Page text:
- What do people know about what you do? What sports do you play or what activities do you do after school? What are some of your strengths? Weaknesses? (soccer, piano, reading, dancing, video games, etc.)
- What do people think they know about your life? Do they think you: have the perfect family? Are strong in faith? Are happy all the time?
Inside of the mask:
- What is your personality really like? How do you act when you feel the most comfortable? Are you: fun, talkative, opinionated, quiet, goofy, serious, etc.?
- What are some things you really love to do that not everyone knows about? Do you: listen to oldies music, ride horses, swim, sing Disney songs, love Lord of the Rings, play/dislike a certain sport, read, write, love certain movies, enjoy musicals etc.?
- What is your life really like behind closed doors? Do you: have family struggles, question/misunderstand parts of the faith, feel unhappy sometimes, worry about the future, get nervous about things, etc.?
- This is an opportunity to be honest about the things that most people may not know about us – past experiences that have formed us, family history, hobbies, interests, hopes, feelings and dreams.
Additional follow-up activities
- Discussion Questions:
- How can we make the outside of our masks reflect what on the inside?
- What is holding you back from showing the people in your life what’s on the inside of your mask?
- Writing personal “mission statements”
- How can I start to remove the masks in my life?
- What words do I strive to live by?
- Media evaluation
- Have students work independently or in groups to evaluate the presence of masks in popular movies or TV shows (Grease, The Office, or Mean Girls for example)
- Create a project/presentation that tells about the use of “masks” in the media. Ideas for projects include but are not limited to:
- Google Slides
- Video clips (pre-approve before showing to the whole class, of course)
Here is an example of both the front and back of REAP Team member Lara’s mask, and a brief explanation of each:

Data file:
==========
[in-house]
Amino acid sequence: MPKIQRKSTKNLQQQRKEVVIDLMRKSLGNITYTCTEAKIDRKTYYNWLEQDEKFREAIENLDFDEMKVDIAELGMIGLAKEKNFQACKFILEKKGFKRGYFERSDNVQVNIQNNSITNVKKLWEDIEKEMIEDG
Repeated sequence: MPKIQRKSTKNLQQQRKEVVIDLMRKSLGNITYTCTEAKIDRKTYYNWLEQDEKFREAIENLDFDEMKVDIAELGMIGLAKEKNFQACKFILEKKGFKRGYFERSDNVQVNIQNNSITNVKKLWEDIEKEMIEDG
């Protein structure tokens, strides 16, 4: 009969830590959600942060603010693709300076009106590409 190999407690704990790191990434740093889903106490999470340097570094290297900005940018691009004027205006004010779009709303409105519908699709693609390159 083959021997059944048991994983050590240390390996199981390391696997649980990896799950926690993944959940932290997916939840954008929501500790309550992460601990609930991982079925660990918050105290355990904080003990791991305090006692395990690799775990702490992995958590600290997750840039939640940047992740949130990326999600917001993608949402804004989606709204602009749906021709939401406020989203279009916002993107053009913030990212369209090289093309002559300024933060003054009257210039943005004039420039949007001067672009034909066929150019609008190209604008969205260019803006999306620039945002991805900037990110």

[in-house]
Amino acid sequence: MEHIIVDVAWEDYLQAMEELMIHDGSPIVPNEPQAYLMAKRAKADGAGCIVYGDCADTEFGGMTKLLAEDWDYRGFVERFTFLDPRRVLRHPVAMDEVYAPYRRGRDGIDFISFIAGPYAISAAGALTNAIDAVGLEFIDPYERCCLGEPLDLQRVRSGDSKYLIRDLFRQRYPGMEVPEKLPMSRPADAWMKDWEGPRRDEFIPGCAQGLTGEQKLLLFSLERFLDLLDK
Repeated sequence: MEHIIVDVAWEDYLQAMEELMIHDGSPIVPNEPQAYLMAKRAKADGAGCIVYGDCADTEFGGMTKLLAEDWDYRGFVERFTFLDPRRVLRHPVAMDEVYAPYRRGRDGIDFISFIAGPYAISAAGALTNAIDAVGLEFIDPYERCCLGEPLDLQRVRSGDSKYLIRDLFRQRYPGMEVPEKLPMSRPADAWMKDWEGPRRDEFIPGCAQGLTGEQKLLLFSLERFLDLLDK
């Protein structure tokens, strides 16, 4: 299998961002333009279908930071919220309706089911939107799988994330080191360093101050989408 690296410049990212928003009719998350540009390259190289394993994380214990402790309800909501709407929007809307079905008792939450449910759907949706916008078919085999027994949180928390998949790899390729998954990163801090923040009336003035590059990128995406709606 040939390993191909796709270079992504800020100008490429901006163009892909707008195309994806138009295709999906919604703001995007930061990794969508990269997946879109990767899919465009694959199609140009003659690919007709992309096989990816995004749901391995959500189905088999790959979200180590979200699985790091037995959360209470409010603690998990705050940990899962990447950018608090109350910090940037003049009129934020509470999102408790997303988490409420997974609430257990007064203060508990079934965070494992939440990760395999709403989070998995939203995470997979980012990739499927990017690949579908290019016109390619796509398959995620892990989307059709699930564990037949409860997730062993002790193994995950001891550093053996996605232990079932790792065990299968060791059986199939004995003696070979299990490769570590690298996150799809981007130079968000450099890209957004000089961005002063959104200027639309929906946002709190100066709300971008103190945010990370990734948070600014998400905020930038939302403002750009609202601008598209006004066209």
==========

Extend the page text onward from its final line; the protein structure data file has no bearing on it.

The outside of my mask shows how I feel people perceive me, as well as some of what I hope people see in me. I think that people view me as someone who is fun and who is a good friend. Being a good friend is something I pride myself in, and is one thing I hope people would remember about me. A label that people often put on me is that I am very loud, and this is often viewed as a negative trait. I also think that people believe I will always say “yes” to the things they ask of me. I do find joy in serving others, however, when I was younger, I would often be labeled as a “pushover” or a “people pleaser” because of this.
The inside of my mask shows much more of who I actually am, and many of the things that I think make me “me”! I have the words ‘Catholic’ and ‘Serve the Lord’, because being Catholic is my favorite thing about myself, and I find great joy in loving Him through serving others. I also have one of my favorite quotes from St. Catherine of Siena. These words played a big part in my re-version to the faith, especially once I began to shed some of my masks. I also have a lot of plants because I love nature and being outdoors. I have the words ‘Miss Piszar’, because I used to be a teacher, and teaching is one of my greatest joys and best gifts the Lord has given me. I also have a Hungarian flag to highlight my family’s heritage, and OF COURSE a drawing of my dog, Grantley!